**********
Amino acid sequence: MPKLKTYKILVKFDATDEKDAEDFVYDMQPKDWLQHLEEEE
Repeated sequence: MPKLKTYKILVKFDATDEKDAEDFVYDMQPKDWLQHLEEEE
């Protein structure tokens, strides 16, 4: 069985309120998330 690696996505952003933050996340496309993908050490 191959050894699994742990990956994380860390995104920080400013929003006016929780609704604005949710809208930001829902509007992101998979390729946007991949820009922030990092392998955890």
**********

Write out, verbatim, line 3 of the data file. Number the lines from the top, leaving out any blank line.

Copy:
């Protein structure tokens, strides 16, 4: 069985309120998330 690696996505952003933050996340496309993908050490 191959050894699994742990990956994380860390995104920080400013929003006016929780609704604005949710809208930001829902509007992101998979390729946007991949820009922030990092392998955890």